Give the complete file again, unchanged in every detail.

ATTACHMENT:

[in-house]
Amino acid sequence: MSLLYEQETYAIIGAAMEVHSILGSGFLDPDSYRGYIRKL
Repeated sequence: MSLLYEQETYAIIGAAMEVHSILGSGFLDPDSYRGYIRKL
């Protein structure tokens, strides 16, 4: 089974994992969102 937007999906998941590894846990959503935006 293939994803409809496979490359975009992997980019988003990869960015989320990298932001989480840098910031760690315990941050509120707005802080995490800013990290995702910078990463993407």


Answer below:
[in-house]
Amino acid sequence: MSLLYEQETYAIIGAAMEVHSILGSGFLDPDSYRGYIRKL
Repeated sequence: MSLLYEQETYAIIGAAMEVHSILGSGFLDPDSYRGYIRKL
């Protein structure tokens, strides 16, 4: 089974994992969102 937007999906998941590894846990959503935006 293939994803409809496979490359975009992997980019988003990869960015989320990298932001989480840098910031760690315990941050509120707005802080995490800013990290995702910078990463993407």